This surely makes banks a different beast as far as shareholding percentages are concerned

I tend to view things the same way as Murray86.

I don't see share "support" as being of any worth. It is really just fake credit.

For example, At IPO a share is sold for $1.00. That is it's worth.

If that same share is now worth $100.00. The company doesn't have $99 more in "Support", Rather the shareholder has a $99.00 liability.

If the share price collapses, the company loses nothing, the shareholder loses everything.

Banks are TBTF, period. The Governments will always come to the rescue with more funds as has been ably demonstrated in the past, the recent mass rescue during GFC 2008 comes to mind,

The rules have changed. No Central Bank of the Government has the will/political power to increase capital/reserve requirements and reduce the leverage the Banks undertake, with some one else's money that too.

lol, Retired Poppy came to mind as I read this ..

Time to check on your bank RP, see if they still have your life savings there ...lol !!

He’s with Rabobank, I recall a month or so back he still thought his deposits were guaranteed by the Dutch parent company. That expired in 2015.

I thought they kept the guarantee for existing deposits, thats what the letter told me.

They keep trolling Retired Poppy, but you gotta hand it to the guy, he did research in to the safe places to put his cash, and right now, his capital is giving him a better return than property.

So if you were predicting trouble in the lucky country as many do thanks to exposure to china and their housing market, would it be a fair bet to back a NZ bank with a reasonable risk profile like TSB?

very long time reader, first time commenter here...
i have a qstn that im guessing some of the wise members on this site may have some input on.

here goes...
As rare and unlikely as an OBR would be... what would hypothetically happen if the customer had (for simplicity sake) 100k in a non on-call account (ie TD, which could end up as potentially wholly "frozen" during the aftermath and subsequent re-management)... however that same customer had a current outstanding mortgage of 100k too?

...would the customer have the option of "paying off" their mortgage in this case? as a way to minimise the pain and avoid having their 100k (savings) frozen indefinitely..

or would a firm line be drawn, TD frozen altogether (pending restructuring/resolution etc) and the mortgage repayments expected to be kept up with as a separate entity.

Its a hypothetical situation, never mind the calculations or wisdom/foolishness of having 100k in savings while carrying 100k of mortgage debt.

kind thanks in advance for thoughts, and for going easy on a financial bozo like myself.

I've wondered that myself ever since OBR came in.

I'm not sure either, but someone I know who has a lot more knowledge in these matters, paid off the (smallish) mortgage for both his adult offspring just in case that would happen.

Perhaps someone knowledgeable will give us the definite answer.

I’ll add a question:

Is an OBR event limited to each bank that fails or would it be industry wide? If Westpac fails do ANZ depositors get raided even if ANZ are fine?

No, its bank by bank. When Westpac fails it will be shut down depositors will get a haircut. Westpac will reopen with a government guarantee, so will be safe as the Govt, so arrange to move your deposits out of ANZ to Westpac to avoid haircut when it's ANZ's turn and get a Govt gaurantee after Westpac gets restructured..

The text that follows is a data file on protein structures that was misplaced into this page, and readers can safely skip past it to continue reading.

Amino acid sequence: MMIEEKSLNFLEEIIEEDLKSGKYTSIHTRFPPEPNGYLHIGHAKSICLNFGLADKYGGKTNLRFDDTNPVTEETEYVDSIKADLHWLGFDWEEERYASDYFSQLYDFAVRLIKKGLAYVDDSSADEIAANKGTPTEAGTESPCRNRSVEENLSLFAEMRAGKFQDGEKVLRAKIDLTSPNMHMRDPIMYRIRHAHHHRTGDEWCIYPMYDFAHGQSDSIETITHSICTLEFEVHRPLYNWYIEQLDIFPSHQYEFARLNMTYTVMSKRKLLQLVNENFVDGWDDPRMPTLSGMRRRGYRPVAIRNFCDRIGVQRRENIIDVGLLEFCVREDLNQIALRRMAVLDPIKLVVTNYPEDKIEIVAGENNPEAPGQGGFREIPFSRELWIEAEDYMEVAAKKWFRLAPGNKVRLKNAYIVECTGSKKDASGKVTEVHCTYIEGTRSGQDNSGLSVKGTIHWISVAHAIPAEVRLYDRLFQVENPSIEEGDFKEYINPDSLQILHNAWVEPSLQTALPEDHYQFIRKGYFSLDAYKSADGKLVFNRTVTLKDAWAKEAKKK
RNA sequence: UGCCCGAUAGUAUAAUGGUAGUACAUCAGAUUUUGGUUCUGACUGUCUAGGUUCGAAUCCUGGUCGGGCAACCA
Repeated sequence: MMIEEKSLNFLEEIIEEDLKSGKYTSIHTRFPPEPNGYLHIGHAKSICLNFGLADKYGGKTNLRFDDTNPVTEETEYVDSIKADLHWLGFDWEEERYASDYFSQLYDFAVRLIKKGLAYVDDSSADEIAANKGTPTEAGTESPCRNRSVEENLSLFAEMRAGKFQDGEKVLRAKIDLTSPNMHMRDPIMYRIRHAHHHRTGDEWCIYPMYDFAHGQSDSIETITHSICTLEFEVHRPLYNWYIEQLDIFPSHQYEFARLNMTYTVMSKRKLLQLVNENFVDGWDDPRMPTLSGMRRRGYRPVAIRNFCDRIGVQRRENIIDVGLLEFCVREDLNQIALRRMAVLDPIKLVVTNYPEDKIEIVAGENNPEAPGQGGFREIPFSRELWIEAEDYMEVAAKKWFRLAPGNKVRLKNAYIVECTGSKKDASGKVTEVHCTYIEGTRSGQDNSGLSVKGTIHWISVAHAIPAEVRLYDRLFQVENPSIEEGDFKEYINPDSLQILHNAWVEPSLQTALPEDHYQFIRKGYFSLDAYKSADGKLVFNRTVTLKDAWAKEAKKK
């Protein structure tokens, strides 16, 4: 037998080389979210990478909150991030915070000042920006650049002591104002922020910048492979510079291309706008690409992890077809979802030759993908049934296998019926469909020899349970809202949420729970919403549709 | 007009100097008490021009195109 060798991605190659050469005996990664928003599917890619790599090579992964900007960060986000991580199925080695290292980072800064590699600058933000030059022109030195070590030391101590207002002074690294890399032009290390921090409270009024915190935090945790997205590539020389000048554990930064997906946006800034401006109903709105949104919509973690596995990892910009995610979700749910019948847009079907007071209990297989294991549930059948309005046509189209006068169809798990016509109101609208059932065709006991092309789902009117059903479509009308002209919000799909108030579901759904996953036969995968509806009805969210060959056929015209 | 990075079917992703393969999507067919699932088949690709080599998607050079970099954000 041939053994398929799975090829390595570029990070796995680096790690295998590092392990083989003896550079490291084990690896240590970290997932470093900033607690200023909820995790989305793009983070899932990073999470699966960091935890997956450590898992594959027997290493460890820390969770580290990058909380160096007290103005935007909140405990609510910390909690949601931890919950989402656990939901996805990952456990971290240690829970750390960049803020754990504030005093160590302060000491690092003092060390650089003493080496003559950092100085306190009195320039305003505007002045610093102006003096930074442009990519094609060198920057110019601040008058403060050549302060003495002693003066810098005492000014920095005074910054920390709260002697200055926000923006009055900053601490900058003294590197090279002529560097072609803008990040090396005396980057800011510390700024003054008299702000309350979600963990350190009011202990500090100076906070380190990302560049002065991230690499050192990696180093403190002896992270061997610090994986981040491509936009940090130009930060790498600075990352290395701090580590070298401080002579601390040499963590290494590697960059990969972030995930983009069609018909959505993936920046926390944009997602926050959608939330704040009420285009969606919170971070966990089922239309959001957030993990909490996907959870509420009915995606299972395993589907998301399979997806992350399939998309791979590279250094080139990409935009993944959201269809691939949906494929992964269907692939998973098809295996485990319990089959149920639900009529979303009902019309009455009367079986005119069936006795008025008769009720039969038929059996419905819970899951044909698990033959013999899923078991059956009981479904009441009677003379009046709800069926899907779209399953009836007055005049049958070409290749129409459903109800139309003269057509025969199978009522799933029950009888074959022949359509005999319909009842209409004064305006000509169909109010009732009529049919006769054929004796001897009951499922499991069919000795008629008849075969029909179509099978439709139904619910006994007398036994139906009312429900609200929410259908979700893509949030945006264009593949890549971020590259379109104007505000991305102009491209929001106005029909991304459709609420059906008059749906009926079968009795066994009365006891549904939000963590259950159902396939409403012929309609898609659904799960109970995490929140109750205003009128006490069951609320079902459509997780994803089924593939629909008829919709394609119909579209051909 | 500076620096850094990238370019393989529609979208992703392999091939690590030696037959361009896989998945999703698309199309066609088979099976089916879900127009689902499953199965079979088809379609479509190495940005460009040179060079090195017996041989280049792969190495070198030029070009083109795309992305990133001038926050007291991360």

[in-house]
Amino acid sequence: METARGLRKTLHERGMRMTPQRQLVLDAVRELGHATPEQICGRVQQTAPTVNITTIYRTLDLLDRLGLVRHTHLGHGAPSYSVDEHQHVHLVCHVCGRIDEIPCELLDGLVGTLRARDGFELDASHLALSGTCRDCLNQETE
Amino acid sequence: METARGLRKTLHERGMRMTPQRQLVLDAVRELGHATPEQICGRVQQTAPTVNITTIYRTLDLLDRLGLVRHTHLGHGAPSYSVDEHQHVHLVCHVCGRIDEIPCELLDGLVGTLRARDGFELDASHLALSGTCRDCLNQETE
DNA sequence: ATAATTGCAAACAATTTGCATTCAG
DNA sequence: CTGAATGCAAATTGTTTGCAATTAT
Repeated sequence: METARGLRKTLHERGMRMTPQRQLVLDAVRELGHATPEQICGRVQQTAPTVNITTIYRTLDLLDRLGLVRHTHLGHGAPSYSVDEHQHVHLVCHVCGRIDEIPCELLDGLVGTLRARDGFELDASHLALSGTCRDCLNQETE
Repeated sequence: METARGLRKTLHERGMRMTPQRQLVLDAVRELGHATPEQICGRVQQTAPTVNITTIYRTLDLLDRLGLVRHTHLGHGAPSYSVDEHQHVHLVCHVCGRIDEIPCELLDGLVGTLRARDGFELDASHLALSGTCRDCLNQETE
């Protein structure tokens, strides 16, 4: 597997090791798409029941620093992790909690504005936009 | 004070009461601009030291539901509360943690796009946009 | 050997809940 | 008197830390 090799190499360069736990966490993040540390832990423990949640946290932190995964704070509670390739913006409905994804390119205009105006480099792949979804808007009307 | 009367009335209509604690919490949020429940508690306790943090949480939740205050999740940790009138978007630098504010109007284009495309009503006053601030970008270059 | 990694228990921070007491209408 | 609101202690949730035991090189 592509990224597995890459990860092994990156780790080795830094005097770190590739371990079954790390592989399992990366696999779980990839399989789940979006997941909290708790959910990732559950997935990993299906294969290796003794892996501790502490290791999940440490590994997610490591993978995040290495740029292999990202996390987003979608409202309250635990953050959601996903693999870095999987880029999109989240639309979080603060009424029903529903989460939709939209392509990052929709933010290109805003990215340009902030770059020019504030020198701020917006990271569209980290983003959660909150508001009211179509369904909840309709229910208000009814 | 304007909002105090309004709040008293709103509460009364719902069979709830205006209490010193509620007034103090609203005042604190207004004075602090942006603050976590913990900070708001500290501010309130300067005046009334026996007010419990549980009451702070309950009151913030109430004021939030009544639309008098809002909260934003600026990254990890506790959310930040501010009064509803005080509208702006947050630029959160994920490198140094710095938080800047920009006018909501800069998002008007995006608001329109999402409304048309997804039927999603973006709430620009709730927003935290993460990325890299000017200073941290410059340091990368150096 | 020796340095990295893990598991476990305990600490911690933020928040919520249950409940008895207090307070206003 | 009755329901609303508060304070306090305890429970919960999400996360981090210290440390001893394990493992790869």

Each bank is a separate legal entity. You can't steal money from one bank to prop up another failing bank, that would just be theft!

If one banks stressed the financial system sufficiently that there was a domino affect, hypothetically, there could be a scenario where multiple banks were subject to an OBR event, but personally I doubt it. There will be a government bail out before any single bank sinks the whole system. And the whole point of an OBR is to stop a bank failing, so one OBR might be sufficient to sure up the wider system. As I understand it, a financial crisis is about intra-bank liquidity.

Besides, as interest.co.nz analysis has shown us with plenty of detail, NZ banks aren't in such a shabby state. If there is widespread liar loans then maybe the picture is worse than it appears, but based on what we do know, the banks are pretty healthy.

thks all and GN, for the input..

to clarify i had actually meant if hypothetically a customer held the 100k in term dep, and simultaneously held a 100k in mortgage debt with the very SAME bank.

new bank management comes in (in case of obr), freezes your 100k savings while they try to unravel the shambles that must have just occurred. You say "hey, i got 100k mortgage with you guys, and you expect me to pay that without hiccup while u freeze (perhaps indefinitely) the same amount as i owe you.. lets wipe one from the other"

Just curious is all.

I do have a mortgage (albeit smallish by modern standards), and i do have not-insignificant savings in term with same bank... carve it up and dissect it anyway you want.. but i view it as my sleep-well-at-night money.. job loss, illness etc.. im obviously diversified further than that... but im guessing im not the only one who carries both +ve and -ve balances within the same bank.. and wondered "what if"?

Im also not anywhere near believing such an event is imminent nor likely... just curious to the above scenario as i havent seen it discussed anywhere.

I would think you would get a haircut on your deposits, your mortgage would stay the same after all your mortgage is the banks asset and your deposit is it's liability.

So whack that cash on your mortgage now, it is better there than in a TD anyway.

tks andrewj, yes that does sound most likely.

Bad news I am afraid, your mortgage is a secured loan so repayments continue but you deposit is an unsecured loan so potentially frozen or partially/wholly lost. If a large amount of money was used to repay mortgages in the uncertain period of a Bank run not sure how it affect the liquidity and reserve ratios.